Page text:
[nfbmi-talk] main in the news and budget items

joe harcz Comcast joeharcz at comcast.net
Mon Dec 27 09:11:05 CST 2010


Michigan budget reports scrutinized

 

Some question cost, value of requiring state agencies to generate hundreds of documents

 

Paul Egan / Detroit News Lansing Bureau

 

 Lansing — Lawmakers this year are requiring civil servants to produce more than 800 reports about how budget money is spent — 29 percent more than 10 years

ago.

 

State agencies must send lawmakers about three reports each working day on everything from "staff time/activity regarding development of ergonomic standards"

to "prisoners receiving off-site medical care that would have received care within the correctional facility if beds had been available" to "the number

of homes weatherized through the preceding quarter."

 

 

Though the paperwork has swelled since 2001, the number of employees available to produce it has shrunk by 11,000. As nearly 4,800 more state employees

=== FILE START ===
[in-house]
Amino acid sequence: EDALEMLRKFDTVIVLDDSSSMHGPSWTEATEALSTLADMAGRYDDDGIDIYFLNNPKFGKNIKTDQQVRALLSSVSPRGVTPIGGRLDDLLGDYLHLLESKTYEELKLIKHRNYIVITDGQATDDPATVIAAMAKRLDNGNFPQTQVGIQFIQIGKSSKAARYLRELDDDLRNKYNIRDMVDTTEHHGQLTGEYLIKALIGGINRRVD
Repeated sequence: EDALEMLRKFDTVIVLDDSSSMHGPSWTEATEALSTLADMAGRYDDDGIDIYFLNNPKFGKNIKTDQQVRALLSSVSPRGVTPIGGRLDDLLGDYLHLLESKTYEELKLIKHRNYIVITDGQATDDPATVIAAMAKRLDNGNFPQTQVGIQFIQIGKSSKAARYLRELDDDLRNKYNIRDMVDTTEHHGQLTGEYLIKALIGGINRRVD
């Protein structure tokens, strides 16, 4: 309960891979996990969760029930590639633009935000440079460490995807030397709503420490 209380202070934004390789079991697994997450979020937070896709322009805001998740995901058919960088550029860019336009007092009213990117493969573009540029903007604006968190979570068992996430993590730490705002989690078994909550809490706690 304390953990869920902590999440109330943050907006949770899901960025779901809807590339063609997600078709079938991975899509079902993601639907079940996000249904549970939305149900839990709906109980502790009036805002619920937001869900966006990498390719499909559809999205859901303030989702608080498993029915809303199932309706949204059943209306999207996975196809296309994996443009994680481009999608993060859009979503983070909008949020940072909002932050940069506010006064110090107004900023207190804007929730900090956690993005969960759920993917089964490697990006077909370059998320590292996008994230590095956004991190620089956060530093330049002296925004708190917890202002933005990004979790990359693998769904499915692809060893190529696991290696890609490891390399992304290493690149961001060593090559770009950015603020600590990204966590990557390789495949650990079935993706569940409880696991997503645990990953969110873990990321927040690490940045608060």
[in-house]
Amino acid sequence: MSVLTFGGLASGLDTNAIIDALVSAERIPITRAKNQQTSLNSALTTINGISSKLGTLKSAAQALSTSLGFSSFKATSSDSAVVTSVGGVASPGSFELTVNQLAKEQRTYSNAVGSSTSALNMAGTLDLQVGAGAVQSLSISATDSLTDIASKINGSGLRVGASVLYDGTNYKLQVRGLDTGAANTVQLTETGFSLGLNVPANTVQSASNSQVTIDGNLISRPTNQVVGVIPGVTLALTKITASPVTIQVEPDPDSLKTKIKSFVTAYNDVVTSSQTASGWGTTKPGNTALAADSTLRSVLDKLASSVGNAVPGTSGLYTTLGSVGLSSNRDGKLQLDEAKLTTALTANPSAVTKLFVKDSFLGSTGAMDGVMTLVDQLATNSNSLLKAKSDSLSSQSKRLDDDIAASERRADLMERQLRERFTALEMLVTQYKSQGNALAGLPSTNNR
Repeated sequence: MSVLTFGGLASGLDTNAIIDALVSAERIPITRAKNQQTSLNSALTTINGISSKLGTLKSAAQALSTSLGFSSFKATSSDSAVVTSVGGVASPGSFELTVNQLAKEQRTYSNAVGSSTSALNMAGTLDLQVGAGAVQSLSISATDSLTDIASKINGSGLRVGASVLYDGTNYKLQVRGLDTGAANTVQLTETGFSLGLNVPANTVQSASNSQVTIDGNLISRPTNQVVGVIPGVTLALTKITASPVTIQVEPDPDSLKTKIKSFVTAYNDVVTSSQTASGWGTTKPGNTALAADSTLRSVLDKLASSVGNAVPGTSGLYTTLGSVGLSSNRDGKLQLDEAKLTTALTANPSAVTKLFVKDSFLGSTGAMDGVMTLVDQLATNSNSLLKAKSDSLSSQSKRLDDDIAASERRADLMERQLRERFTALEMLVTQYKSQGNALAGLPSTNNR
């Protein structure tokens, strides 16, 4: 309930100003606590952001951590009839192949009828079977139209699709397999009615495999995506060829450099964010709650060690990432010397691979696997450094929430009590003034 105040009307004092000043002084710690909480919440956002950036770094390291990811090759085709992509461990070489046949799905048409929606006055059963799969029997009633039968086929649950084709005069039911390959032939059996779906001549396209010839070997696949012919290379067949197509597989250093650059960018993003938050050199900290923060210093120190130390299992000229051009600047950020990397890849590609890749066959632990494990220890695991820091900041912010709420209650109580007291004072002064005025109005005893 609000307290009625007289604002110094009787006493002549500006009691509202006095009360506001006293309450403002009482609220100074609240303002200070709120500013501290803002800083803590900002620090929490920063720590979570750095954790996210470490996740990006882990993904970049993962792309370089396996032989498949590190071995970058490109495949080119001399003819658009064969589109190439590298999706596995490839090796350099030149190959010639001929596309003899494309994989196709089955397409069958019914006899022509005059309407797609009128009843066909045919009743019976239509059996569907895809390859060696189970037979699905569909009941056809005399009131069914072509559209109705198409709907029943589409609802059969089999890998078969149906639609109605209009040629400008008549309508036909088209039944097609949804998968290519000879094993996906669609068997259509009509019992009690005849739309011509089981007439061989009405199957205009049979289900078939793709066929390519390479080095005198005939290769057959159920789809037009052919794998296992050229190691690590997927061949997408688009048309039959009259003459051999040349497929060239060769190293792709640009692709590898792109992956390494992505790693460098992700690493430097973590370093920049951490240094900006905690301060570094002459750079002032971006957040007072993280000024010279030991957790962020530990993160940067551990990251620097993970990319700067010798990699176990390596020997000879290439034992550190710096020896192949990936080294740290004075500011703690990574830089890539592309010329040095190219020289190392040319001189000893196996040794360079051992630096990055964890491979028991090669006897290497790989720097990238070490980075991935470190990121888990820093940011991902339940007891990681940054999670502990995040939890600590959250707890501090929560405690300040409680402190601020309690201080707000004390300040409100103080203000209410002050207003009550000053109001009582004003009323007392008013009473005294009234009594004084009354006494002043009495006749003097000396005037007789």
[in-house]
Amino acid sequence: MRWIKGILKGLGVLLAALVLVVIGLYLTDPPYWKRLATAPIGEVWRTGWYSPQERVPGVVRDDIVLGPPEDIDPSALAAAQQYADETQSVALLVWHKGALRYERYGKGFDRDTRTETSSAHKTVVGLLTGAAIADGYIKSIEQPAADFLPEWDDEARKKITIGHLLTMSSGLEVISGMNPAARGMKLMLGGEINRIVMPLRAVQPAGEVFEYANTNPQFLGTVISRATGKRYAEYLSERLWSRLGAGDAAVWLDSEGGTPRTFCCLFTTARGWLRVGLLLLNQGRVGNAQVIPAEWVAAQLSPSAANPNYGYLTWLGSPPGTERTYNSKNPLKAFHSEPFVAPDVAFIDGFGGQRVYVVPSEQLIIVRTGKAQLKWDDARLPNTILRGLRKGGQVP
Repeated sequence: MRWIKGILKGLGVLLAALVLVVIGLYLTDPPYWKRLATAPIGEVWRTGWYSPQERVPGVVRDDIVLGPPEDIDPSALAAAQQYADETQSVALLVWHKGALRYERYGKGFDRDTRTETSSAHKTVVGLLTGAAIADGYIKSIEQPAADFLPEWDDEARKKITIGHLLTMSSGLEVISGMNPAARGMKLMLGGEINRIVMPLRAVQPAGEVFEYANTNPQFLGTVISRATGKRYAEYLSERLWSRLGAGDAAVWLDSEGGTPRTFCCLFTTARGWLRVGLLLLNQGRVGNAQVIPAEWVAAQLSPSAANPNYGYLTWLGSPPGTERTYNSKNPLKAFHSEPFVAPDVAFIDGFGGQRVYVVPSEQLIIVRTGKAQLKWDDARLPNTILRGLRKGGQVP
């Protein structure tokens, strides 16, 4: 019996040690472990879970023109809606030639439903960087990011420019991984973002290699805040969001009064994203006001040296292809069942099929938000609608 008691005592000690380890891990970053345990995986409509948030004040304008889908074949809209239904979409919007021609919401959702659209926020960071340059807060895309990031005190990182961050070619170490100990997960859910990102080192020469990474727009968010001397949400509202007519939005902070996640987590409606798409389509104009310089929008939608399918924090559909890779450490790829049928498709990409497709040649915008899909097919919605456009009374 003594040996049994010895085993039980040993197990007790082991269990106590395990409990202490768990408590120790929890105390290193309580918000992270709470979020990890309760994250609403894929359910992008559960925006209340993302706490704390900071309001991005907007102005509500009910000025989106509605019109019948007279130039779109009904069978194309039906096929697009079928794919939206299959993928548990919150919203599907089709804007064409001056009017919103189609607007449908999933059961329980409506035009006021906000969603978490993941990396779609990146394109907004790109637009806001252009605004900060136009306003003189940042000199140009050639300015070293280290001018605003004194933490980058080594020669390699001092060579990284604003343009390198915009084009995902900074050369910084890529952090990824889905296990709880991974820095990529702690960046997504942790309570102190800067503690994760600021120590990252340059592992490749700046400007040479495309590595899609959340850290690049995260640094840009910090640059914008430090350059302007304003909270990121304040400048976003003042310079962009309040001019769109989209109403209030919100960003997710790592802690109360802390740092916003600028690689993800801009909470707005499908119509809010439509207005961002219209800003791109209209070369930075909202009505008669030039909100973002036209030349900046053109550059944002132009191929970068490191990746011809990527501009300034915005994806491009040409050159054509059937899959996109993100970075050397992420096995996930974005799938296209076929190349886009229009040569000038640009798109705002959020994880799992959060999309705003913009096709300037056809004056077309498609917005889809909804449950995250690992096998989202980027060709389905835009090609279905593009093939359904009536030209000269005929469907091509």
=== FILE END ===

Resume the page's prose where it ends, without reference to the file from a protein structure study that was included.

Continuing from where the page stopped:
take early retirement Dec. 31, many are questioning the cost and

value

of the reports.

 

Increasingly, critics and certain lawmakers are calling for a new approach they say would increase transparency while saving staff time — having the state

produce fewer but better reports while posting on the Internet more of the state's raw data, including the details of every check the government writes,

allowing interested citizens to generate their own reports.

 

It's an idea embraced in principle by Gov.-elect Rick Snyder.

 

Though state officials say it would cost $100 million to $150 million to implement such a change, Snyder spokeswoman Geralyn Lasher said those estimates

"seem to be somewhat off base."

 

"Taxpayers deserve full disclosure of how their dollars are used," Lasher said. Though she gave no details, she said Snyder's "goal is to provide meaningful,

easily accessible information in a consistent format."

 

Wording known as "boilerplate" included in budget bills requires the generation of 485 types of reports during the 2010-11 fiscal year. Since some of them

must be filed quarterly or even monthly, the total required this year is more than 800. Only 376 types of reports were required in 2000-01, according to

House Fiscal Agency records. Also, the more than 800 reports required by appropriations acts account for only a fraction of the total number of state government